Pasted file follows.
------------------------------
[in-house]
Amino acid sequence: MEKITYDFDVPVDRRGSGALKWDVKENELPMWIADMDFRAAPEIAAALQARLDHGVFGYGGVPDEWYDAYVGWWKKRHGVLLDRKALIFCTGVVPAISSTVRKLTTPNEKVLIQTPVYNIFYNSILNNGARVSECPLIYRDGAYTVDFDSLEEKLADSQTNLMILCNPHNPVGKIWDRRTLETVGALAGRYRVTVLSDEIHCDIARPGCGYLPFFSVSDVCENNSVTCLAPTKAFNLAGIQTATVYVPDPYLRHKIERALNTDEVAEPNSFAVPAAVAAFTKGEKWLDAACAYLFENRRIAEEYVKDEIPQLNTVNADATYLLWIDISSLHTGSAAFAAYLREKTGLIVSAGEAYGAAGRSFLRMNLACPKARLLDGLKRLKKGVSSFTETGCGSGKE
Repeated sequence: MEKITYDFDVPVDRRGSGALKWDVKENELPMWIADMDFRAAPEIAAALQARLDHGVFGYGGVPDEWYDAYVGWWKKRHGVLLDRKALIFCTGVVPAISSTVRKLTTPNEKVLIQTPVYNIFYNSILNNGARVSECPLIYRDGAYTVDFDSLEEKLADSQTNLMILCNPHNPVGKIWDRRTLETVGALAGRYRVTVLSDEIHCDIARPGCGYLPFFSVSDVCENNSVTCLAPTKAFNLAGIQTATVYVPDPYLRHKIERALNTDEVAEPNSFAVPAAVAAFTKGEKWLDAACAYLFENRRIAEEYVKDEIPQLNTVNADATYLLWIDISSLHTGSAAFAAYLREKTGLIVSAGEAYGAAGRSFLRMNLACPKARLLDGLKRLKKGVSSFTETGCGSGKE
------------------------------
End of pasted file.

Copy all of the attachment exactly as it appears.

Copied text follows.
[in-house]
Amino acid sequence: MEKITYDFDVPVDRRGSGALKWDVKENELPMWIADMDFRAAPEIAAALQARLDHGVFGYGGVPDEWYDAYVGWWKKRHGVLLDRKALIFCTGVVPAISSTVRKLTTPNEKVLIQTPVYNIFYNSILNNGARVSECPLIYRDGAYTVDFDSLEEKLADSQTNLMILCNPHNPVGKIWDRRTLETVGALAGRYRVTVLSDEIHCDIARPGCGYLPFFSVSDVCENNSVTCLAPTKAFNLAGIQTATVYVPDPYLRHKIERALNTDEVAEPNSFAVPAAVAAFTKGEKWLDAACAYLFENRRIAEEYVKDEIPQLNTVNADATYLLWIDISSLHTGSAAFAAYLREKTGLIVSAGEAYGAAGRSFLRMNLACPKARLLDGLKRLKKGVSSFTETGCGSGKE
Repeated sequence: MEKITYDFDVPVDRRGSGALKWDVKENELPMWIADMDFRAAPEIAAALQARLDHGVFGYGGVPDEWYDAYVGWWKKRHGVLLDRKALIFCTGVVPAISSTVRKLTTPNEKVLIQTPVYNIFYNSILNNGARVSECPLIYRDGAYTVDFDSLEEKLADSQTNLMILCNPHNPVGKIWDRRTLETVGALAGRYRVTVLSDEIHCDIARPGCGYLPFFSVSDVCENNSVTCLAPTKAFNLAGIQTATVYVPDPYLRHKIERALNTDEVAEPNSFAVPAAVAAFTKGEKWLDAACAYLFENRRIAEEYVKDEIPQLNTVNADATYLLWIDISSLHTGSAAFAAYLREKTGLIVSAGEAYGAAGRSFLRMNLACPKARLLDGLKRLKKGVSSFTETGCGSGKE